# Calculating drag and pressure forces from numerical simulations

• Janko1
In summary, the mathematician is trying to calculate the pressure and drag forces on an obstacle, but has trouble with which velocities to take. He is guessing that he has to take pressure just before the obstacle and just after the obstacle and the velocities above the obstacle at the beginning and at the end. He is also trying to use LaTex to provide the equation for the drag force. However, he is not sure how accurate this will be.
Janko1
Homework Statement
I am simulating flow around a square and have obtained pressure and velocity in whole domain. I have to calculate the drag and pressure forces, but have trouble with choosing where to take the velocities and pressures.
Relevant Equations
$$F_d = 1/2 c_p A \rho u^2$$, $$F = \dfrac{\rho A u_2 \delta t u_2 - \rho A u_1 \delta t u_1}{\delta t}$$
So as stated, I am calculating the pressure and drag forces on an obstacle, but have trouble with which velocities to take. This is my geometry: http://shrani.si/f/3l/13P/2Tihb3iM/projekt2.png . I am guessing that I have to take pressure just before the obstacle and just after the obstacle and the velocities above the obstacle at the beginning and at the end. Is this the right thinking?

Can you please use LaTex to provide the equation for the drag force. In its current form, it is unreadable.

You need to integrate the pressure over the area of the leading and trailing faces of your object to get the pressure force.

The drag shear stress on the upper face is given by ##\eta\frac{dv_x}{dy}##

Yeah, sorry.
$$F_d = 1/2 c_p A \rho u^2$$ is the drag force, and $$F = \dfrac{\rho A u_2 \delta t u_2 - \rho A u_1 \delta t u_1}{\delta t}$$ is the conservation of momentum.

So I should just take this shear stress at the upper obstacle boundary or am I missing anything else? I believe that every other force is symmetrical and cancels out?

I can see what you are doing with your 2nd equation above. You are using a macroscopic momentum balance (with a control volume) to get the force exerted by the object on the fluid, which is minus the force exerted by the fluid on the object. For the upstream end of the control volume, it is OK to just multiply by the overall area because the velocity is uniform, but, for the downstream end, you need to integrate over the area. (And, of course, cancel out those delta t's). I'm not sure how accurate an answer you will get using this approach, because I would expect lots of roundoff in the calculation.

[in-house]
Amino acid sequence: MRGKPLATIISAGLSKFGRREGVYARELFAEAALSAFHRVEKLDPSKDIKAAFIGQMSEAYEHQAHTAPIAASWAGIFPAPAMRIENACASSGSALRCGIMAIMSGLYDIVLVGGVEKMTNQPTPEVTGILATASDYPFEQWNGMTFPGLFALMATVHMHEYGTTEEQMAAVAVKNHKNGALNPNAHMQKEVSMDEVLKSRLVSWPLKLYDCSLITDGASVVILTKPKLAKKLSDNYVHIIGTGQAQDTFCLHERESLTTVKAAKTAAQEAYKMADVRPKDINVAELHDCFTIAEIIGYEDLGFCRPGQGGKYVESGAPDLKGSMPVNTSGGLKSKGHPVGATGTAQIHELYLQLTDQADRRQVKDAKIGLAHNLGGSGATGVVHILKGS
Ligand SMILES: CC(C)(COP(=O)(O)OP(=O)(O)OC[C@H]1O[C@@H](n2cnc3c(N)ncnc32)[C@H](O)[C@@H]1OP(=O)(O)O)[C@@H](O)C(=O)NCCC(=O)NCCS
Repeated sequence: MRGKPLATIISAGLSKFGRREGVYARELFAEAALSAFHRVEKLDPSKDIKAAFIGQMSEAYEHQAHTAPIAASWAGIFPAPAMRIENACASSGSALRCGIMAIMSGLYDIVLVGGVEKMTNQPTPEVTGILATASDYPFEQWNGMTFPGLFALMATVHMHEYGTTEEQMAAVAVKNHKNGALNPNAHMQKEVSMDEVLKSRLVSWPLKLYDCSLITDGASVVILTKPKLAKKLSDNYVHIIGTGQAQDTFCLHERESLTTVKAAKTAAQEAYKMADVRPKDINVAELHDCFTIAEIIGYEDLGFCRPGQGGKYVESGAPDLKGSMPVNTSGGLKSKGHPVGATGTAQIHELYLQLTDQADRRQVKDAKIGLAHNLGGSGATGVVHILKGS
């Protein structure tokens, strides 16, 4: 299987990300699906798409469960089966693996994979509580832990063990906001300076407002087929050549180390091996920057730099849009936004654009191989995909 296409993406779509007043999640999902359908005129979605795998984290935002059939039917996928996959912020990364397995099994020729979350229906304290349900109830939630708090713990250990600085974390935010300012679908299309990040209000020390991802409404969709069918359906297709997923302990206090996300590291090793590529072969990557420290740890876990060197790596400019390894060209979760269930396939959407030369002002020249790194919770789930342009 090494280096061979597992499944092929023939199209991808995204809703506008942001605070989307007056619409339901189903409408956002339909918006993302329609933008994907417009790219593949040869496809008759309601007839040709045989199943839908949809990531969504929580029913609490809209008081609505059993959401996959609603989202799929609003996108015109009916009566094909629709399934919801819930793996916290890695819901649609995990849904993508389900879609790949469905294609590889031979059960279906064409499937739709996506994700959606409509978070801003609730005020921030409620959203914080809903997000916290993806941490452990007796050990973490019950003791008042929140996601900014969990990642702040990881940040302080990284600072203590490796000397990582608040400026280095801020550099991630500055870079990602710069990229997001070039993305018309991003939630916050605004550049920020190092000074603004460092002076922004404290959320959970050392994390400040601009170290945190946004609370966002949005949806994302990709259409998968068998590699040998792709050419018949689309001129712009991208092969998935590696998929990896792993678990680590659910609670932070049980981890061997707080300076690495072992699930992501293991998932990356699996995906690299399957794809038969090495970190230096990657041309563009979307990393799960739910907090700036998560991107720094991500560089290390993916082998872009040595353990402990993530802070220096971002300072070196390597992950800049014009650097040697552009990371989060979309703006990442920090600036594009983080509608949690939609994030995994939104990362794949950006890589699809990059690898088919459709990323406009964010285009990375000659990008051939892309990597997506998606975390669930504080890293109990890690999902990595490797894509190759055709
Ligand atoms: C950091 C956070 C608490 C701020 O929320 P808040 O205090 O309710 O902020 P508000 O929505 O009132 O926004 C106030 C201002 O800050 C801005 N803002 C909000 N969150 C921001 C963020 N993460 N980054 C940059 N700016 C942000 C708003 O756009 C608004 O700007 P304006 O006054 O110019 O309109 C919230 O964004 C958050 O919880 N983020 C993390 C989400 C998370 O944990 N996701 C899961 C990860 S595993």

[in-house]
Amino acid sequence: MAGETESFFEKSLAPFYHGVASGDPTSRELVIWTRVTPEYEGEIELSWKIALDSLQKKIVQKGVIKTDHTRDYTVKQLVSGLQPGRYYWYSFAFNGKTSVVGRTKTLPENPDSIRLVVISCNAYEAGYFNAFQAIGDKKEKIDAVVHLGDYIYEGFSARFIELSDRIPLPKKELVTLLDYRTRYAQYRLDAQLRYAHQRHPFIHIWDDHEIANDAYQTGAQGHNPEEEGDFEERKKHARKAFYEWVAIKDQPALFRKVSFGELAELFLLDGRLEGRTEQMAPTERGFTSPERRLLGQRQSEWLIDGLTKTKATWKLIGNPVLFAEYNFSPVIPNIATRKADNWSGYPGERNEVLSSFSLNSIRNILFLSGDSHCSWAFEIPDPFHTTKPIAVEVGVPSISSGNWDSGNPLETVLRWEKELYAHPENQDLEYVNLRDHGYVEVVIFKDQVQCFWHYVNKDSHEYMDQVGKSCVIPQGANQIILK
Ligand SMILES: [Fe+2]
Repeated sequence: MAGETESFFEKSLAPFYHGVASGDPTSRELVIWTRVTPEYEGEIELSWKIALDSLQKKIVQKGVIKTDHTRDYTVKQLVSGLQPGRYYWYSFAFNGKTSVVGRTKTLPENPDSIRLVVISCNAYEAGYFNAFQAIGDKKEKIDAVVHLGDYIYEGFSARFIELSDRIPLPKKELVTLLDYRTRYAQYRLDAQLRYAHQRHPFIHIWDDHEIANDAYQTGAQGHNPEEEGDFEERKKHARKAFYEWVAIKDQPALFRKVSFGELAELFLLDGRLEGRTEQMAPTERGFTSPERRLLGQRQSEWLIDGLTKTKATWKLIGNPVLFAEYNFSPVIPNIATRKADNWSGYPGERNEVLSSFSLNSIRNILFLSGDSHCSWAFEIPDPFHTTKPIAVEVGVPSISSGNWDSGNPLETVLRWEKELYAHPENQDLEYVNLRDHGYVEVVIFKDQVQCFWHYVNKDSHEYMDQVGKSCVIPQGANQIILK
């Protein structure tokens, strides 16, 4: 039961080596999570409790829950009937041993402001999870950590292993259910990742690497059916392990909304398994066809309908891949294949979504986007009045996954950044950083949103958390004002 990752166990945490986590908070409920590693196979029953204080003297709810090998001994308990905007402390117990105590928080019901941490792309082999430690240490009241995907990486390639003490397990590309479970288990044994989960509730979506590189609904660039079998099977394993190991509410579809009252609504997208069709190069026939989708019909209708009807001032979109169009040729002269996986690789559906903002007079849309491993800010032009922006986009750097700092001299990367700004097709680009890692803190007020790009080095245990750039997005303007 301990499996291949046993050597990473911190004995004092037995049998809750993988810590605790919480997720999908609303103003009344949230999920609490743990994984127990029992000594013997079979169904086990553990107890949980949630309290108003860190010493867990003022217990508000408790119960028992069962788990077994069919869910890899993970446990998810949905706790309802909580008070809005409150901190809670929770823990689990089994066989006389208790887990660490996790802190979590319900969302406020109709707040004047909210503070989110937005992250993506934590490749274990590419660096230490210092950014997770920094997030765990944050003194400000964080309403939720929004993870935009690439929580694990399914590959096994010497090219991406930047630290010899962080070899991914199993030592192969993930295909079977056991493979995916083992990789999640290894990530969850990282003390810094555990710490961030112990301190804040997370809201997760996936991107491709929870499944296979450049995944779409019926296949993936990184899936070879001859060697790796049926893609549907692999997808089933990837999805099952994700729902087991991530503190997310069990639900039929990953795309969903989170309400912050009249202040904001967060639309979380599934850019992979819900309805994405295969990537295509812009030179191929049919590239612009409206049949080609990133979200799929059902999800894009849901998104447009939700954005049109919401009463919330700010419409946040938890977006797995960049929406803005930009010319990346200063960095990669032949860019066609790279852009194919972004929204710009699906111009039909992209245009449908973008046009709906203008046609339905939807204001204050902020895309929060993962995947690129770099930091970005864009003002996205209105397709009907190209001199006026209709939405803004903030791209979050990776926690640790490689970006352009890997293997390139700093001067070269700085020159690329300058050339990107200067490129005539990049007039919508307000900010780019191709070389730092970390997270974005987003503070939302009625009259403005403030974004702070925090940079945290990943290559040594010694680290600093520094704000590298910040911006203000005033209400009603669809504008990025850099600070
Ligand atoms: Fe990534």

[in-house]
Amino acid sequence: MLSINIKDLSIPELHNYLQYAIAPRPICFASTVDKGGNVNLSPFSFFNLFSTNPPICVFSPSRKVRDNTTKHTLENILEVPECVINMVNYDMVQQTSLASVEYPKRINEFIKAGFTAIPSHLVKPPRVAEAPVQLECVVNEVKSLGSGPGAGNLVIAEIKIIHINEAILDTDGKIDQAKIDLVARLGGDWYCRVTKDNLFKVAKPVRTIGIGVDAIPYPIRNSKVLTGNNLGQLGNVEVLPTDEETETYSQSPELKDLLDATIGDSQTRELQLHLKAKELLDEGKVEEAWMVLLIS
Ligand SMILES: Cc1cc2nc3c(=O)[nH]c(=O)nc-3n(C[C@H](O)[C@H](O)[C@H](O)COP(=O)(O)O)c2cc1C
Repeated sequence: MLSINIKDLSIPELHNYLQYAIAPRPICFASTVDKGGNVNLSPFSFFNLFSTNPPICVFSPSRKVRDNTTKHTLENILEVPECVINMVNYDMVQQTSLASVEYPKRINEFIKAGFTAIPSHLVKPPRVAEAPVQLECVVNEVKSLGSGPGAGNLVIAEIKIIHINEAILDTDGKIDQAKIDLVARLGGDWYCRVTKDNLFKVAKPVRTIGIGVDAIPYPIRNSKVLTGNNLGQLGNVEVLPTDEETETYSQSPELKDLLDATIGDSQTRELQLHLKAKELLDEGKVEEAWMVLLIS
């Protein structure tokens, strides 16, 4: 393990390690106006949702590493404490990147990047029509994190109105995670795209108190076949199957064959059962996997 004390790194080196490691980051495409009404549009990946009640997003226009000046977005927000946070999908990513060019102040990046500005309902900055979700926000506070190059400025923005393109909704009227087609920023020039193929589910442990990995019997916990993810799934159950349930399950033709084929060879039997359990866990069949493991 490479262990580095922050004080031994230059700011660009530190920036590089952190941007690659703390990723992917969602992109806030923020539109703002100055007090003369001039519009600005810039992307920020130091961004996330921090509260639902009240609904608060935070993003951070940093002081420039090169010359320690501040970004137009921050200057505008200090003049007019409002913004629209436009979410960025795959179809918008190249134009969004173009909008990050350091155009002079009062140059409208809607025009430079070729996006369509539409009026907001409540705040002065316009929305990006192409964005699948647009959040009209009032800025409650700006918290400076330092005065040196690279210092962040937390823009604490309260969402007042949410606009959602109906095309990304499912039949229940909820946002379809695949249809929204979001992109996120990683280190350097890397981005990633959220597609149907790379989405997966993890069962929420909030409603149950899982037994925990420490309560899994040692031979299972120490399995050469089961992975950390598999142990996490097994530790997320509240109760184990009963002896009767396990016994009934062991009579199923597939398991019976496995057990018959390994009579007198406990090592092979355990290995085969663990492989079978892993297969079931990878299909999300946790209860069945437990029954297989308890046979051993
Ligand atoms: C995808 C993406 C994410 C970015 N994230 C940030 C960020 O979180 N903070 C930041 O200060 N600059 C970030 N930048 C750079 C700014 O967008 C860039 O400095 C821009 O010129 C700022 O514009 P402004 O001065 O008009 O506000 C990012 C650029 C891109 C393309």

For the pressure component of the overall force Fp, you would integrate the pressure over the upstream and downstream faces of the object, and take the difference. The frictional drag force could then be determined from the difference between F and Fp. But, like I said, I don't know how accurate it will be to get the overall force from the macroscopic momentum balance. Therefore, I would also integrate the shear stress over the upper and lower faces of the object to get the frictional drag by a second independent means.

Thank you very much for all the help, the things are clearer now and I think I will be able to properly solve the problem.

## 1. How do you calculate drag and pressure forces from numerical simulations?

Drag and pressure forces can be calculated using the Navier-Stokes equations, which describe the motion of fluids. These equations can be solved numerically using computational fluid dynamics (CFD) techniques. The resulting simulation provides information on the flow velocity and pressure distribution, which can be used to calculate the drag and pressure forces.

## 2. What factors affect the accuracy of drag and pressure force calculations from numerical simulations?

The accuracy of these calculations can be affected by several factors, including the resolution of the simulation, the complexity of the fluid flow, and the accuracy of the boundary conditions and fluid properties used in the simulation. Additionally, the choice of numerical method and the convergence criteria can also have an impact on the accuracy of the results.

## 3. Can drag and pressure forces be calculated for any type of fluid flow?

Yes, drag and pressure forces can be calculated for any type of fluid flow, including laminar and turbulent flows. However, the accuracy and complexity of the calculations may vary depending on the type of flow being simulated.

## 4. How can drag and pressure forces be visualized from numerical simulations?

Drag and pressure forces can be visualized using post-processing techniques such as streamlines, contour plots, and vector plots. These techniques allow for a better understanding of the distribution and magnitude of these forces in the simulated flow.

## 5. What are some real-world applications of calculating drag and pressure forces from numerical simulations?

The ability to calculate drag and pressure forces from numerical simulations has many practical applications, including in the design of aerodynamic vehicles such as airplanes and cars. It is also used in the design of buildings and structures to ensure they can withstand wind and water pressure. In addition, these calculations are important in the development of renewable energy technologies such as wind turbines and hydroelectric power plants.

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